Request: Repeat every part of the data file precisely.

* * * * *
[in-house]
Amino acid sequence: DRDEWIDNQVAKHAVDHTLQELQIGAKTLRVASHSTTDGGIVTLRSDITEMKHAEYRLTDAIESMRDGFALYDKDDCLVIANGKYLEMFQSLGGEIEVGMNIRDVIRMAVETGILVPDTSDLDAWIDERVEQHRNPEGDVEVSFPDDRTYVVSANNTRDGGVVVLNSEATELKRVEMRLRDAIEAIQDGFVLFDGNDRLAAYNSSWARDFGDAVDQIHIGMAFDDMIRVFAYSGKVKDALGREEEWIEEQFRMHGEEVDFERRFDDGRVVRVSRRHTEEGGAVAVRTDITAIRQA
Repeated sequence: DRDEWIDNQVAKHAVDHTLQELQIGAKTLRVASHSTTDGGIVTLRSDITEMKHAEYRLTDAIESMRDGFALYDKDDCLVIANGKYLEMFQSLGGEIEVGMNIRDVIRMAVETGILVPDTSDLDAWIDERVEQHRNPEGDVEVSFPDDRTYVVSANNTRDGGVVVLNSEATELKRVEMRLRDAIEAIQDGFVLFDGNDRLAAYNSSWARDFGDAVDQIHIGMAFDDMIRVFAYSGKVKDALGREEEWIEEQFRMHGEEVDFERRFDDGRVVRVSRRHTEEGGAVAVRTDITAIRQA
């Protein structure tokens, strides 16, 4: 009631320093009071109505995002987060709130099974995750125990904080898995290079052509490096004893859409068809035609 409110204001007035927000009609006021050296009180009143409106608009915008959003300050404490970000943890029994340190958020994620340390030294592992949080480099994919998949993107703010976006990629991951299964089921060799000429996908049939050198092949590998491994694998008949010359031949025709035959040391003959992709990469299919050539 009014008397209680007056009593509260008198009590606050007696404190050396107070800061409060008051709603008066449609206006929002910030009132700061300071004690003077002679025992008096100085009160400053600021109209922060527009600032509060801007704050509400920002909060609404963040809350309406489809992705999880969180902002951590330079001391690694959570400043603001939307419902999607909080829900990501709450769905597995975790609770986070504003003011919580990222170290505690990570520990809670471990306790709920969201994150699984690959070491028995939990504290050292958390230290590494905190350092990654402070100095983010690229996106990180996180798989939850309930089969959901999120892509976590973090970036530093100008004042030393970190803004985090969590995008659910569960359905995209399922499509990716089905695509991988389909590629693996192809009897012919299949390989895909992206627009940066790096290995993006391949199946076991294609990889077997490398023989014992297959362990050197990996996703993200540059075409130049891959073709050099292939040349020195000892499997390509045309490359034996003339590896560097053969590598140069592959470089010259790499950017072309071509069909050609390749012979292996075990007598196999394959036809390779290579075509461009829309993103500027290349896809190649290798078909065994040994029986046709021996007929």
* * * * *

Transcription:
[in-house]
Amino acid sequence: DRDEWIDNQVAKHAVDHTLQELQIGAKTLRVASHSTTDGGIVTLRSDITEMKHAEYRLTDAIESMRDGFALYDKDDCLVIANGKYLEMFQSLGGEIEVGMNIRDVIRMAVETGILVPDTSDLDAWIDERVEQHRNPEGDVEVSFPDDRTYVVSANNTRDGGVVVLNSEATELKRVEMRLRDAIEAIQDGFVLFDGNDRLAAYNSSWARDFGDAVDQIHIGMAFDDMIRVFAYSGKVKDALGREEEWIEEQFRMHGEEVDFERRFDDGRVVRVSRRHTEEGGAVAVRTDITAIRQA
Repeated sequence: DRDEWIDNQVAKHAVDHTLQELQIGAKTLRVASHSTTDGGIVTLRSDITEMKHAEYRLTDAIESMRDGFALYDKDDCLVIANGKYLEMFQSLGGEIEVGMNIRDVIRMAVETGILVPDTSDLDAWIDERVEQHRNPEGDVEVSFPDDRTYVVSANNTRDGGVVVLNSEATELKRVEMRLRDAIEAIQDGFVLFDGNDRLAAYNSSWARDFGDAVDQIHIGMAFDDMIRVFAYSGKVKDALGREEEWIEEQFRMHGEEVDFERRFDDGRVVRVSRRHTEEGGAVAVRTDITAIRQA
């Protein structure tokens, strides 16, 4: 009631320093009071109505995002987060709130099974995750125990904080898995290079052509490096004893859409068809035609 409110204001007035927000009609006021050296009180009143409106608009915008959003300050404490970000943890029994340190958020994620340390030294592992949080480099994919998949993107703010976006990629991951299964089921060799000429996908049939050198092949590998491994694998008949010359031949025709035959040391003959992709990469299919050539 009014008397209680007056009593509260008198009590606050007696404190050396107070800061409060008051709603008066449609206006929002910030009132700061300071004690003077002679025992008096100085009160400053600021109209922060527009600032509060801007704050509400920002909060609404963040809350309406489809992705999880969180902002951590330079001391690694959570400043603001939307419902999607909080829900990501709450769905597995975790609770986070504003003011919580990222170290505690990570520990809670471990306790709920969201994150699984690959070491028995939990504290050292958390230290590494905190350092990654402070100095983010690229996106990180996180798989939850309930089969959901999120892509976590973090970036530093100008004042030393970190803004985090969590995008659910569960359905995209399922499509990716089905695509991988389909590629693996192809009897012919299949390989895909992206627009940066790096290995993006391949199946076991294609990889077997490398023989014992297959362990050197990996996703993200540059075409130049891959073709050099292939040349020195000892499997390509045309490359034996003339590896560097053969590598140069592959470089010259790499950017072309071509069909050609390749012979292996075990007598196999394959036809390779290579075509461009829309993103500027290349896809190649290798078909065994040994029986046709021996007929």